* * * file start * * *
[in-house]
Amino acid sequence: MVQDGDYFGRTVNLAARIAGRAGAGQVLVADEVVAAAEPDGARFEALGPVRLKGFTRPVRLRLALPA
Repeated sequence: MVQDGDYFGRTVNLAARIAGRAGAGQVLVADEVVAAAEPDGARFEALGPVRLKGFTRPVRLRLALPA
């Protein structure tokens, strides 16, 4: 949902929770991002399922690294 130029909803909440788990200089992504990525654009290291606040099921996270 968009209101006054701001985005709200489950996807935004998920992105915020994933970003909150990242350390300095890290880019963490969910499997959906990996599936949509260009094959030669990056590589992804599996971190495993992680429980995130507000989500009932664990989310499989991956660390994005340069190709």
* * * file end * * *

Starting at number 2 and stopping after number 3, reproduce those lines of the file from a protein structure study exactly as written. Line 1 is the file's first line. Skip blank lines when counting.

Amino acid sequence: MVQDGDYFGRTVNLAARIAGRAGAGQVLVADEVVAAAEPDGARFEALGPVRLKGFTRPVRLRLALPA
Repeated sequence: MVQDGDYFGRTVNLAARIAGRAGAGQVLVADEVVAAAEPDGARFEALGPVRLKGFTRPVRLRLALPA